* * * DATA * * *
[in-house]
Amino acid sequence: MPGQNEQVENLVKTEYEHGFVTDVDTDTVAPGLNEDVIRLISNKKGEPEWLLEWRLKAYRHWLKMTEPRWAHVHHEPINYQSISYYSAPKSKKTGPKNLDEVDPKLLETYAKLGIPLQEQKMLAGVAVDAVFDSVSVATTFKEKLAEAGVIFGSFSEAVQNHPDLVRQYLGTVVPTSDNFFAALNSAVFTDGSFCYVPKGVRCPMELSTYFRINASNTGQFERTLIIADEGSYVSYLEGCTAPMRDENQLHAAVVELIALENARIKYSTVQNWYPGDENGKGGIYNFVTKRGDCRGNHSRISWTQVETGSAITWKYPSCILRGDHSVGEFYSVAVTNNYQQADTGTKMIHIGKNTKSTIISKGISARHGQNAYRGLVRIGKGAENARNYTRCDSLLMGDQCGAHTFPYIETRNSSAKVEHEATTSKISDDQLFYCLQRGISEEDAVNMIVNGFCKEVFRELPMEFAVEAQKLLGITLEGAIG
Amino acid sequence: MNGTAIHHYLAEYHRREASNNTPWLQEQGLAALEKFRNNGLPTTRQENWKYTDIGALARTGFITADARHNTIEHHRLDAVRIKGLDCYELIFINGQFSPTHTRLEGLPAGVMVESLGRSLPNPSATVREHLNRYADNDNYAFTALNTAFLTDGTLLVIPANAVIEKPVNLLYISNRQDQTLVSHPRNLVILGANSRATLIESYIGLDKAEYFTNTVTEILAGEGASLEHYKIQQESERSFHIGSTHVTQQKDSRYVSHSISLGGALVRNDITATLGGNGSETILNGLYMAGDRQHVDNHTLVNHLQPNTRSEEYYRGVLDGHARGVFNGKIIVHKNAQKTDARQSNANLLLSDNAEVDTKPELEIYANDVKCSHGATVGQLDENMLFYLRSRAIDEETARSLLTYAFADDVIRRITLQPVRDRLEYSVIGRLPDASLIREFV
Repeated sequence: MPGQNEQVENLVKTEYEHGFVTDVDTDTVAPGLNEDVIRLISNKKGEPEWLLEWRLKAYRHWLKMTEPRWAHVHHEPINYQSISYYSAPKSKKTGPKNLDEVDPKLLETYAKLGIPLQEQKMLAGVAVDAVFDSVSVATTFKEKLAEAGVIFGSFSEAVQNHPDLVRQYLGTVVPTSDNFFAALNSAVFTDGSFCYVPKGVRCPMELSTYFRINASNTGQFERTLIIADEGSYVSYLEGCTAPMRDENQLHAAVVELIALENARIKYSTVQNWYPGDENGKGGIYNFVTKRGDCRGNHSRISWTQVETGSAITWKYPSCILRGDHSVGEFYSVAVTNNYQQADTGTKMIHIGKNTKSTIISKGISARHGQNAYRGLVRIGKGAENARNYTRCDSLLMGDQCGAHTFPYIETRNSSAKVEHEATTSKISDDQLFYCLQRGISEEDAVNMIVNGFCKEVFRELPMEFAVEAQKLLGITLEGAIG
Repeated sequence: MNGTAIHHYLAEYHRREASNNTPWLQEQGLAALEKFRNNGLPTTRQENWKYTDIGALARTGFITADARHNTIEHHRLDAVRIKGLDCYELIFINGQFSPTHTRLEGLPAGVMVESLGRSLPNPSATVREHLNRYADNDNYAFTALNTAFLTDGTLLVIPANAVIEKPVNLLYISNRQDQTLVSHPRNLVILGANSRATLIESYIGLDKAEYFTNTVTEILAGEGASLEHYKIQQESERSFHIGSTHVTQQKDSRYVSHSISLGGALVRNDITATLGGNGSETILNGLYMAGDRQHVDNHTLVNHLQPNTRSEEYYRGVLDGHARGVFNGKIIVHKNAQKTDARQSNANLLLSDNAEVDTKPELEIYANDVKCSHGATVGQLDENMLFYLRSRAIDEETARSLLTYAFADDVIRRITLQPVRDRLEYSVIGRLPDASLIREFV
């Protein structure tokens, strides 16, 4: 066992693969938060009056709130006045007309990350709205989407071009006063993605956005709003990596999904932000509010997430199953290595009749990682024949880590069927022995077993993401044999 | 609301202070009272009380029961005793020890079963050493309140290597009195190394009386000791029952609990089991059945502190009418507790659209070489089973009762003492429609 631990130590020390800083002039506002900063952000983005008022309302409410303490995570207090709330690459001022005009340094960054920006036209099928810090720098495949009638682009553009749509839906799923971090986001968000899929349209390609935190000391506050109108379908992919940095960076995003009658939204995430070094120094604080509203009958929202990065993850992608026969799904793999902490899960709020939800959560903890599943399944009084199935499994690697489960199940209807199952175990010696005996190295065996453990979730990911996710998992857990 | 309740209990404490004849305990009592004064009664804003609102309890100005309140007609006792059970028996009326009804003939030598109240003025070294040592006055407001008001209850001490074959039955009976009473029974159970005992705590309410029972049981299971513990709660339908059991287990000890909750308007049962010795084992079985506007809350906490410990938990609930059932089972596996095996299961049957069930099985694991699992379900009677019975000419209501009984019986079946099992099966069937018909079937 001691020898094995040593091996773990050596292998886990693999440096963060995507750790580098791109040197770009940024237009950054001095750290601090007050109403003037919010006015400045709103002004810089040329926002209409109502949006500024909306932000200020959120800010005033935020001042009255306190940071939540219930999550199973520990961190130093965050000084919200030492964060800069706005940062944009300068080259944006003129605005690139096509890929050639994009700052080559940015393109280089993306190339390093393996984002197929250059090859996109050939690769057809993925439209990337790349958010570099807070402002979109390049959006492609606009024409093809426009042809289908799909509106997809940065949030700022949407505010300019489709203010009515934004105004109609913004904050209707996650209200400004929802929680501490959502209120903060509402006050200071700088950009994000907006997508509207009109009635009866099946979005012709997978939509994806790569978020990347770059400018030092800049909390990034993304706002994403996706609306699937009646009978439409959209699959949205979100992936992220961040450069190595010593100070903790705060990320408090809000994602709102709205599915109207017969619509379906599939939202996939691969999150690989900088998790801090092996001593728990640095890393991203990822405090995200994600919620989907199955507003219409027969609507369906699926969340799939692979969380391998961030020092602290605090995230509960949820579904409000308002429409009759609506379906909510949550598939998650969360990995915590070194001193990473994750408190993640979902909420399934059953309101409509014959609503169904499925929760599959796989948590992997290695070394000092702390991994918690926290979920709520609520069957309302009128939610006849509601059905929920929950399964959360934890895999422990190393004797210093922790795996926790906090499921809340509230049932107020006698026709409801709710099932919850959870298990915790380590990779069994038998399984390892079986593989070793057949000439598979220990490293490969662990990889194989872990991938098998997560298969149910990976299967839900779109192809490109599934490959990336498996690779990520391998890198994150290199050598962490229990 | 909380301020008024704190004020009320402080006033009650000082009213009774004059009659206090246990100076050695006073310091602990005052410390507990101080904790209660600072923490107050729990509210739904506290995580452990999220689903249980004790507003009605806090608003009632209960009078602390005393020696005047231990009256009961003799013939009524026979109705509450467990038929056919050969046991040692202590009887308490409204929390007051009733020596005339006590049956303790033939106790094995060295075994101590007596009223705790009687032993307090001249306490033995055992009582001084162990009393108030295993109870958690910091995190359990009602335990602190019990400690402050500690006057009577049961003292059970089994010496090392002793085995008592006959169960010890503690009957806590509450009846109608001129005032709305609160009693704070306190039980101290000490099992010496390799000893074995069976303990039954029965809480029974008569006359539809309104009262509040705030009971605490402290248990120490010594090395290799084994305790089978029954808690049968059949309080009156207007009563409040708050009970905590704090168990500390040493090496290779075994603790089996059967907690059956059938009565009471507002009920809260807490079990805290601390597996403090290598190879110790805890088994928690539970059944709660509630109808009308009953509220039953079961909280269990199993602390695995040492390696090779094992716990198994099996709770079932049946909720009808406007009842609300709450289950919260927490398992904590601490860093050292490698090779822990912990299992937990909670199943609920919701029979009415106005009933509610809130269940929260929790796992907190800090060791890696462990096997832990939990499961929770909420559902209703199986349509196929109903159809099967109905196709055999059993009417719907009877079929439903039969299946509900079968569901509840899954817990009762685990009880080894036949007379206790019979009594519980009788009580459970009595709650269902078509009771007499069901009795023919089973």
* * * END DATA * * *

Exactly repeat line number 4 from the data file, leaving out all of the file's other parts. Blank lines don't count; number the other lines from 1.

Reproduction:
Repeated sequence: MPGQNEQVENLVKTEYEHGFVTDVDTDTVAPGLNEDVIRLISNKKGEPEWLLEWRLKAYRHWLKMTEPRWAHVHHEPINYQSISYYSAPKSKKTGPKNLDEVDPKLLETYAKLGIPLQEQKMLAGVAVDAVFDSVSVATTFKEKLAEAGVIFGSFSEAVQNHPDLVRQYLGTVVPTSDNFFAALNSAVFTDGSFCYVPKGVRCPMELSTYFRINASNTGQFERTLIIADEGSYVSYLEGCTAPMRDENQLHAAVVELIALENARIKYSTVQNWYPGDENGKGGIYNFVTKRGDCRGNHSRISWTQVETGSAITWKYPSCILRGDHSVGEFYSVAVTNNYQQADTGTKMIHIGKNTKSTIISKGISARHGQNAYRGLVRIGKGAENARNYTRCDSLLMGDQCGAHTFPYIETRNSSAKVEHEATTSKISDDQLFYCLQRGISEEDAVNMIVNGFCKEVFRELPMEFAVEAQKLLGITLEGAIG